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Jesusita’s Ride

By Rhema Sayers

 “How important it is for us to recognize and celebrate our heroes and she-roes!”

~Maya Angelou

August 26, 1875

When the messenger burst into her home in Tucson, Jesusita Suarez de Carrillo and
her children were eating lunch on the huge mahogany table that she had brought from her
parents’ home in Mexico. With the man on the verge of collapse, Jesusita helped him to a chair and placed a glass of cool water to his lips. The man drank greedily and leaned back in the chair, hot, sweaty and covered in dust.

“Don Leopoldo” he gasped. “The Mexicans are going to hang him!”

Several of the children gasped and the youngest began to cry, but their mother was a
strong woman, a daughter of pioneers. She simply said “Tell me.” The messenger choked out the terrible report that he had ridden 203 miles in less than a day to deliver.

Jesusita’s husband, Leopoldo Carrillo had left for the little town of Caborca in Sonora,
Mexico two weeks earlier to buy cattle for his ranch near Sabino Canyon. A wealthy
successful man, an innovator, he was a man with extraordinary ideas. He had arrived in Tucson in 1859 at the age of thirty-three, the owner of a freighting company that ran goods from St. Louis through Tucson to El Paso to the east and Guaymas to the south. He and Jesusita had done very well. They now owned several homes, and two ranches as well as the freight company.

In addition to being wealthy he was a man of influence in both Arizona and in Mexico.
He was reputed to be sympathetic with the egalitarian rebels in Sonora who were trying to overthrow the military government of General Ignacio Pesquiera. When General Pesqueira learned of Leopoldo’s presence in Mexico, he ordered Carrillo’s immediate arrest and execution, assuming unjustly that the American had been supplying guns and ammunition to the rebels. Through the intervention of friends in Caborca, Leopoldo was able to obtain a delay in the execution. If he could arrange for a ransom of $15,000 to be brought to Caborca within four days, he would be freed. Carrillo immediately wrote a letter to his wife, imploring her to gather the money and deliver it to him as quickly as possible. Otherwise he would hang. This was the message Carrillo’s manservant had ridden so hard to deliver.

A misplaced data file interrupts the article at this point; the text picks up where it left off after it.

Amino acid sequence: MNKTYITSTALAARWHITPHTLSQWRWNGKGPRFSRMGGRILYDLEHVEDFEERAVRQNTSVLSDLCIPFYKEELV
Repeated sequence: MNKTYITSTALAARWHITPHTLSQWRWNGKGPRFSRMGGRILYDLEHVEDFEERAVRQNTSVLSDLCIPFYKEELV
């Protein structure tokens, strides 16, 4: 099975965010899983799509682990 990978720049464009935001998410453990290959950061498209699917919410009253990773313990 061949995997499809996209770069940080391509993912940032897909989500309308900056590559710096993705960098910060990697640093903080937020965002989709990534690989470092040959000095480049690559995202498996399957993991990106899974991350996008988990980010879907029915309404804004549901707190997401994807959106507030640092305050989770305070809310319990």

The stay of execution had started Wednesday morning. Now it was nearly 2 PM on
Thursday August 26, 1875 and Leopoldo was to hang on Sunday the 29th. More than twenty- eight of the ninety-six hours granted were already gone. Jesusita sat down amidst the ruins of their lunch and wrote out a list of the people in town that she could contact to ask for help in this emergency. Sending her older sons out to some prospects, she got in a buggy and set out to visit friends and assemble the ransom.

She went to the men Leopoldo had suggested in his letter – businessmen who promised
to raise as much money as they could on short notice. Next she went to friends. And there were a lot of friends, people that Leopoldo and Jesusita had helped over the years. In an era when Chinese immigrants were considered unwanted aliens competing for jobs, Leopoldo had rented land to Chinese people and helped them establish themselves in a new country. The Chinese population contributed to the ransom with as much as they could. The Carrillo servants and employees also gave what they could as well.